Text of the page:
Now if you're my age and grew up during the Cold War, these signs mean a great deal to you. Do you remember the film clip, "Duck and Cover"? Do you remember practicing drills in school? Kids today don't do that at all. They do practice fire drills. But, do the kids know why we hear a siren on Wednesday at exactly 12 noon?

Now besides these lyrics:

Sign Sign everywhere a sign
Blocking out the scenery breaking my mind
Do this, don't do that, can't you read the sign

running around in my mind it occurs to me there are signs that kids do need to know about. It's summer, they'll be out and about more then usual. Do they know where the closest block parent lives? Do they know what sign to look for? Do they know how to get help and from whom if you're not around? That was such a big part of the school practice, what to do if you weren't with an adult. The importance of staying calm in an emergency.

The fall out shelter program began in earnest in 1961 with shelters in churches, schools, and other public buildings. What I found interesting after seeing this sign (which peaked my interest); is that Switzerland had a huge network of fallout shelters stocked with essentials enough for the entire population for a full 2 years after an attack back in the Cold War. Other countries too had vast underground networks far different than what we had/have here in The States.

Does your family have a plan for emergencies? Be they a tornado, a fire etc? This seemed like a good reminder to me that being prepared is a good way to be safe.

Thinking of safety while traveling, show the kids were the stairs are, talk about sirens, talk about evacuating calmly should something happen while you're in a hotel in your summer travels.

In case you've missed any of Stanley's Friday Fun, you can catch up here:


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Wednesday, June 9, 2010

Marblehead Lighthouse, Lake Erie, Ohio

Click arrow to start slide show


video

The day after the tornado's hit Northern Ohio the sky was beautiful blue and the sun shone brightly. Though the air was cool, the sun was warm. Marblehead Lighthouse was built in 1821 with a 50 foot beacon. In 1903 15 additional feet were added making it's beacon 65 feet. The Marblehead Lighthouse was built by William Kelley from limestone and became an Ohio State Park in 1998.

Here on Lake Erie it attracts visitors from all over. Lake Erie is the 12th largest freshwater lake in The World, is the most shallow of the 5 Great Lakes, measures 210 miles long, 57 miles wide and has approximately 871 miles of shore land to enjoy. That's a lot to explore folks.

Marblehead Lighthouse is the oldest continuously operated lighthouse in The Great Lakes, and one of the most photographed scene's in the area. Come spend the day walking the shoreline with views of Lake Erie, Sandusky Bay, Kelleys Island, and South Bass Island. You can even see the rides at Cedar Point from your vantage point here at Marblehead Lighthouse State Park.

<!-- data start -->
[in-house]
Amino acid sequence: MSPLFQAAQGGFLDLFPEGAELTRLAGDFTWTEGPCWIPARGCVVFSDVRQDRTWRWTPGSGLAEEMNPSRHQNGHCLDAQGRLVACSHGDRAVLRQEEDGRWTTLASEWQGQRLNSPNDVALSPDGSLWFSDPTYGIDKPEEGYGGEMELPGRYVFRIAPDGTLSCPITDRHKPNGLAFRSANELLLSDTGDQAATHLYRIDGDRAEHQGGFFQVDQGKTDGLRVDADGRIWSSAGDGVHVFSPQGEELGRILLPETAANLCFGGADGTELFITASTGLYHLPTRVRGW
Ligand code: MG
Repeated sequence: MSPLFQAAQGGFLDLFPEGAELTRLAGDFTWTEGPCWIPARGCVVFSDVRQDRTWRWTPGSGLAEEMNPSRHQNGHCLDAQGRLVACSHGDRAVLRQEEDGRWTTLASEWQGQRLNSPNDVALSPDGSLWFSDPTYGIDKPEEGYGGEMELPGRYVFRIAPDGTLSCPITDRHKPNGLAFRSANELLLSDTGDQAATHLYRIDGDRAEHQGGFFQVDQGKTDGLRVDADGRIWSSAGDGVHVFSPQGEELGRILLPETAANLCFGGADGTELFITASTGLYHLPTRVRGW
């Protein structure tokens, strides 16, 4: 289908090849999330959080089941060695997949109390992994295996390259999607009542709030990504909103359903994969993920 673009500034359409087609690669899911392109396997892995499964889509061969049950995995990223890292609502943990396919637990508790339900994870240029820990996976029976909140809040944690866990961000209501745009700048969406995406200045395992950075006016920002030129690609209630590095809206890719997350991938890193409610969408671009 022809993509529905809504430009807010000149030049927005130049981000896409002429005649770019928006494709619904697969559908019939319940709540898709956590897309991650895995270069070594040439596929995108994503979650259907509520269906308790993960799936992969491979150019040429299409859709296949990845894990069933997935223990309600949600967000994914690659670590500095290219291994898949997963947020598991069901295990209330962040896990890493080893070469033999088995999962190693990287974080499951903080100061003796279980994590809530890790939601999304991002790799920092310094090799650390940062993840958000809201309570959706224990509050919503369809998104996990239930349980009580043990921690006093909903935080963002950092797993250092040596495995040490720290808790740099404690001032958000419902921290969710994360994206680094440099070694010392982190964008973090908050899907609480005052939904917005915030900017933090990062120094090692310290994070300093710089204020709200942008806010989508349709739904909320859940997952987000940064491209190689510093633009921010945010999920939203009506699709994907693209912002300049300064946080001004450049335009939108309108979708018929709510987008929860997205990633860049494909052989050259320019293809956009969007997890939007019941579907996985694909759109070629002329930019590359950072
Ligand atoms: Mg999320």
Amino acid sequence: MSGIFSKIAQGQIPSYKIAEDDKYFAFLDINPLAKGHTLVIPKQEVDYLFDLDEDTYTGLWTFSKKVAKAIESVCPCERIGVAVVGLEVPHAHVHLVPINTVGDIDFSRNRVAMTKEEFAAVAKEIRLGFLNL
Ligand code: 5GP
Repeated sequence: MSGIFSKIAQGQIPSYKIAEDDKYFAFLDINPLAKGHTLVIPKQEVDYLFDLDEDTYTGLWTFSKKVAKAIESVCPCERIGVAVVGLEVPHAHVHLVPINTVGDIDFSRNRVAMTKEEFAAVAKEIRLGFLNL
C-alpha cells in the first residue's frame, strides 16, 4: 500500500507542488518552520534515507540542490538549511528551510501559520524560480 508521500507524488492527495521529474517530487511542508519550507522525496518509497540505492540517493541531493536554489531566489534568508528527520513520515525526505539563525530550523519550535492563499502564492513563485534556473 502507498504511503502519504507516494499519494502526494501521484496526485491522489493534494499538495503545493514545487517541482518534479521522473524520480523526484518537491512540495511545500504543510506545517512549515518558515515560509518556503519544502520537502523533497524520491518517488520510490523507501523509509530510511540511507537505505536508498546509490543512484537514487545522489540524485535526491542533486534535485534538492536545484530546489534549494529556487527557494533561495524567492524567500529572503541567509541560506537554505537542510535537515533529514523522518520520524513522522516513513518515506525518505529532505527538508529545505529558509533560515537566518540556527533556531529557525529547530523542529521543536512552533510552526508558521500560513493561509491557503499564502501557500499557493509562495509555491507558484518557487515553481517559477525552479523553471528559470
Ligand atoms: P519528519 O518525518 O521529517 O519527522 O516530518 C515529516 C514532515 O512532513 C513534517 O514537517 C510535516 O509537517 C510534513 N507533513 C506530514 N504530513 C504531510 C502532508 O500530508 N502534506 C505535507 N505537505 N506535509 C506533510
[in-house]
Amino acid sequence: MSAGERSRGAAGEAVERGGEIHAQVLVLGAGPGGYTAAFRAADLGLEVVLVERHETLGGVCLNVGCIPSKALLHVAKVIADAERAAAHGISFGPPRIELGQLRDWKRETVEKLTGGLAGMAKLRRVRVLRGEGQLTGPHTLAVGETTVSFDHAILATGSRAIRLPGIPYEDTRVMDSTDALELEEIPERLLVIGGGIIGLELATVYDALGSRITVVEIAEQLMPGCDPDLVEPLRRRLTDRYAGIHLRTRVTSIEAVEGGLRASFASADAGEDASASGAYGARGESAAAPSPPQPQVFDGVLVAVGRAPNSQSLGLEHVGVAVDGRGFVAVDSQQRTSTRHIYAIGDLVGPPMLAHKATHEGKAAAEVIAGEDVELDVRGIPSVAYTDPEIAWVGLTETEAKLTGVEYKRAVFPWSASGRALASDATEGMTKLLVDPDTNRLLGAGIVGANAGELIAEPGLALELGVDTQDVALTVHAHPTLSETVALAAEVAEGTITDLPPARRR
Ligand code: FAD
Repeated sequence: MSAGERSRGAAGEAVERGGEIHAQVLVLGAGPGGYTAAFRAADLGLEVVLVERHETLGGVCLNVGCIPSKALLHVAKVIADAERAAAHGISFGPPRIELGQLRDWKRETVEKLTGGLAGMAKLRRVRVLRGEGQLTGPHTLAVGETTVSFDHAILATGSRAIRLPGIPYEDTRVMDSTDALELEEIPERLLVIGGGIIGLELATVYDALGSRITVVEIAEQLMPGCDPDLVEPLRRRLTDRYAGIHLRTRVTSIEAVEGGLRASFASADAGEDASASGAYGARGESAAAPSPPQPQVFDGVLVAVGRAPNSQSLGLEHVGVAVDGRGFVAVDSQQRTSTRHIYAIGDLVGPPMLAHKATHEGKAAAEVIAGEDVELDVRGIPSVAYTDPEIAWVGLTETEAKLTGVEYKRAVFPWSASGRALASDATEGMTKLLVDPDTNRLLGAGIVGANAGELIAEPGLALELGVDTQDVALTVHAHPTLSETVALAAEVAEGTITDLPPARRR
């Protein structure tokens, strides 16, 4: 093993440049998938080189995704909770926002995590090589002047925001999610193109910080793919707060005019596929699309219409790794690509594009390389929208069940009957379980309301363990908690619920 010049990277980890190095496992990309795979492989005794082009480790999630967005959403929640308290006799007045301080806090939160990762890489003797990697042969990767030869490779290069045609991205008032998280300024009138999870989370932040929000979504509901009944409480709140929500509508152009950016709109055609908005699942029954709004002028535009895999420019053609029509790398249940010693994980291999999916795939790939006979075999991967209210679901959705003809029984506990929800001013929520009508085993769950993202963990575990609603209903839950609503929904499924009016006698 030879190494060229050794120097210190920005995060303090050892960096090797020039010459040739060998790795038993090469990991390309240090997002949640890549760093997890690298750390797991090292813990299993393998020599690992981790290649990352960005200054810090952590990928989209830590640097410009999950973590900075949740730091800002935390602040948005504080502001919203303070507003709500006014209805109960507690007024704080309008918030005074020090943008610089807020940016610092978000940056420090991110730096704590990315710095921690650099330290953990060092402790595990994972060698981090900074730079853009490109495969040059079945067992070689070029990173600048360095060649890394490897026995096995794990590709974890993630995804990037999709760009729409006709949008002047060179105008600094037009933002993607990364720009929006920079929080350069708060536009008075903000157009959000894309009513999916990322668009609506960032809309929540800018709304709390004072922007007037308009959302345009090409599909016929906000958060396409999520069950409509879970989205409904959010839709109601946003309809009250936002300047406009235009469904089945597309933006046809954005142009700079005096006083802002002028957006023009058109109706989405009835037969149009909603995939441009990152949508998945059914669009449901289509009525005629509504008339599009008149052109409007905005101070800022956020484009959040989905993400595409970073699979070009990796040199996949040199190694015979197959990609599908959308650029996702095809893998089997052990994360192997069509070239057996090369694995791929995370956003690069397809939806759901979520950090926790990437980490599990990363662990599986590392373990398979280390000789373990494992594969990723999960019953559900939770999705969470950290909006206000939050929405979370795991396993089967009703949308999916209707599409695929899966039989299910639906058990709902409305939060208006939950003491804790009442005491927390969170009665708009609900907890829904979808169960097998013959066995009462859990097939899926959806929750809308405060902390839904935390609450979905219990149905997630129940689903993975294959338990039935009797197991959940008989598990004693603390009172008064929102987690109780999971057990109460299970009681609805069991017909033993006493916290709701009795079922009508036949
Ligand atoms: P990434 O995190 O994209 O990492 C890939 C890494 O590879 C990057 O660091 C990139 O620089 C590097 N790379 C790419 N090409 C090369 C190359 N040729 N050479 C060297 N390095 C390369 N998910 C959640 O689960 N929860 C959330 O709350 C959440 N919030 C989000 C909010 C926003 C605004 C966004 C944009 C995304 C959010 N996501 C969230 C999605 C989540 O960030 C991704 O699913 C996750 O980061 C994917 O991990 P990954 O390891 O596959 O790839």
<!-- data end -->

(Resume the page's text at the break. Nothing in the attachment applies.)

There's picnic facilities for families of all ages to enjoy. On week days and the 2nd Saturday of the month you can take a guided tour of the lighthouse.

Though I've stopped here at Marblehead Lighthouse multiple times, I've not yet been able to take the tour; so it's still on my list of things to do while touring and enjoying The Port Clinton area.

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Monday, June 7, 2010

Port Clinton, Ohio

The list of things to see and do in and around Port Clinton are numerous and so this post will be part I.

Port Clinton lies on the north coast of Lake Erie in Ottawa County and is known as, the "Walleye Capital of the World". So there is your first clue about what to do while in Port Clinton. Fishing! Everywhere you look you see people fishing. Some fish from shore, others from boardwalk's and bridges, and many from boats. Lots of marina's to dock your boat, or to enjoy a stroll to take in the sites.

Camping, swimming, shopping, and site-seeing are a few more of the items on the large list of things to see and do.

DeWitt Clinton a New York Stateman proposed building a canal from the mouth of The Portage River in Sandusky County to The Ohio River in Cincinnati. 1212 acres of land were purchased, and a surveyor selected. Several years later in 1827 the selected surveyor, General Lytle's stepson bought the same 1212 acres for a mere $1,000.00 and began platting the town of Port Clinton. The town was named in honor of DeWitt Clinton known as The Father of The Erie Canal; though he died just 4 months prior to the completion of the platting. Ultimately, the canal project was a failure due to insufficient water flow. Port Clinton grew despite the failed canal project. In 1999 the downtown revitalization of Port Clinton began giving all who visit a wide range of activities to enjoy.

Those who know me, know I am NOT a shopper. Not in the traditional since anyway. But, give me a good yarn shop.........I could spend all day fingering the yarn making purchases and chatting.
sheep, before yarnfeed the animalsfabulous yarn shopfiber

fiber, stash and more

Just For Ewe is not just any yarn shop! The shop is owned by Christi someone you've got to meet. Fiber for Knitting, Crocheting, Spinning, Weaving and more. This is MUST stop even for those among you who don't knit or crochet etc. There are 7 shops here all quaint, cute and fun. Buy some homemade goodies to eat, hand crafted purses, shoes or beautiful jewelery. And if that doesn't entice you come and feed the animals!

Through a wonderful conversation with Christi she donated yarn to help me with warming the homeless. I'll get it photographed so please check it out, over on Bridge and Beyond. She gifted Julie with an extra goodie because it was her birthday. We left the shop after a hug, the warmth of finding a new friend made the day special.

I do plan to return when I can spend more time.

You can find Christi at 9523 East Harbor Road (Route 163), Lakeside/Marblehead, Ohio 43440 right on the way to the famous Marblehead Lighthouse. Go, visit and shop...tell her Sandy sent ya.